Wheelbarrows and Tankers

2 Kings 4:5-6 “So she went from him and shut the door behind her and her sons; they were bringing the vessels to her and she poured. When the vessels were full, she said to her son, ‘Bring me another vessel.’ And he said to her, ‘There is not one vessel more.’ And the oil stopped.”

Observation: This widow’s sons were about to be taken from her by creditors who were pressing legitimate claims following the death of her husband. Elisha had told her to borrow vessels from her neighbors, and to then begin pouring into them her small supply of oil. As she began pouring, what little oil she had became much.  Her small treasure of oil filled every vessel she had borrowed, and then the oil stopped.

Application: At least two kingdom principles are illustrated in this story. First, she had enough faith for basic obedience; she indeed borrowed vessels and she began pouring. But one wonders why she had not borrowed more vessels? Did she come to regret having “some” faith, enough to borrow just “some” vessels, but not having enough faith to borrow all the jars and wheelbarrows and tankers in the county? How did the limits of her faith limit the extent of God’s miracle in her behalf? 

Second, this incident is also a wonderful reminder that God creates out of nothing. I tend to look at my need—more income to pay the bills, or larger-than-ever pledges to build a church—and I can’t imagine the need being met precisely because in my humanness I believe that a generous supply always costs me more. If I want more income, I must work harder or longer or smarter. If I want to give more generously, it’s going to be at the expense of my retirement security or some other thing I have been saving for.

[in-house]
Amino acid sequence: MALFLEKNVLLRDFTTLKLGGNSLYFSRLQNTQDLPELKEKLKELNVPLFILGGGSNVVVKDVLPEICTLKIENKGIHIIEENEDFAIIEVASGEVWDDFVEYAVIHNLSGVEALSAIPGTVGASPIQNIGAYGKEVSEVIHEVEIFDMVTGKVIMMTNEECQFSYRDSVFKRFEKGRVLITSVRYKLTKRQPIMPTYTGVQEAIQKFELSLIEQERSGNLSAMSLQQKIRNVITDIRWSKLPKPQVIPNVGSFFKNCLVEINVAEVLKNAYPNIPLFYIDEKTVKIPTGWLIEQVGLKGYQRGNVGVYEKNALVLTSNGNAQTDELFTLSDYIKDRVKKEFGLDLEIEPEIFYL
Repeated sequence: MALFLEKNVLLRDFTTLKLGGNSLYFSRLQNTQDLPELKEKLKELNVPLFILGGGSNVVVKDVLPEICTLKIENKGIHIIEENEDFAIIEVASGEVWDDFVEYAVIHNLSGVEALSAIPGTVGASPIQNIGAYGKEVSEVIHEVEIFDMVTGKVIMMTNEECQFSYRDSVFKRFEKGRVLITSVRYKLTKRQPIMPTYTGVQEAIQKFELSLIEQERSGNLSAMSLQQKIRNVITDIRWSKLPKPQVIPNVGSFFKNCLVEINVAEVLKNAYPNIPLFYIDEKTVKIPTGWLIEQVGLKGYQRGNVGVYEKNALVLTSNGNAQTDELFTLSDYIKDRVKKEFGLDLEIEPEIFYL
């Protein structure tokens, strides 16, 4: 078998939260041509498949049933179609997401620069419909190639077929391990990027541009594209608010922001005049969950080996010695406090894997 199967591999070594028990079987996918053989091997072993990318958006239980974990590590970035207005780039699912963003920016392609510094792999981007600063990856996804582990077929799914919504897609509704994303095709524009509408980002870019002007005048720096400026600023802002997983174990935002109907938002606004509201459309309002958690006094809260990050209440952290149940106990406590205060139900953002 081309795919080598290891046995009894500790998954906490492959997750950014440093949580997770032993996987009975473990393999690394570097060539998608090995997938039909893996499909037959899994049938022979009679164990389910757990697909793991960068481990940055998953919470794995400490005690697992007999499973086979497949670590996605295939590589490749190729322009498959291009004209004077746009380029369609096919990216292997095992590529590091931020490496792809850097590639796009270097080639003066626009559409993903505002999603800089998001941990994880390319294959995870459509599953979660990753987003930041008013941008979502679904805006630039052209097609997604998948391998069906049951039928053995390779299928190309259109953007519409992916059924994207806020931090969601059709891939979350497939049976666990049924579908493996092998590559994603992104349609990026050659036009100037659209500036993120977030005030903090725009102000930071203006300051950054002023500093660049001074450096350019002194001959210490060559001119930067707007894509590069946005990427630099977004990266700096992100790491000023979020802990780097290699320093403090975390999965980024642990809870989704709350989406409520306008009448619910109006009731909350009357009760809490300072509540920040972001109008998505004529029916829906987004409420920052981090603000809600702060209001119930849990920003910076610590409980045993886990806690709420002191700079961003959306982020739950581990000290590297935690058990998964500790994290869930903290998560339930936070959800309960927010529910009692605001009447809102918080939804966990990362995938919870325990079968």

But His provision is never met at my expense; it does not depend upon my efforts. After all, I am supposed to have already surrendered everything. When He supplies, there is always more than before. I should remember this when my needs loom large, whether needs for my daily life or my desire to respond when God calls me to be “impossibly” generous. When He supplies He goes far and above what I could have imagined. If it were otherwise, it would not have been a miracle, and God’s hand would not have been required. Do I really want to respond just out of my own strength and resources or out of God’s?

Prayer: Father God, You who created out of nothing all I can see or imagine, I want to live in a way that increases my reliance upon You. Convict me of wrong when my human calculus is about to limit my response to what You have called me to do. O creator God, pour Your abundance before me. The work is Yours.  The effort is Yours. To You be the glory!

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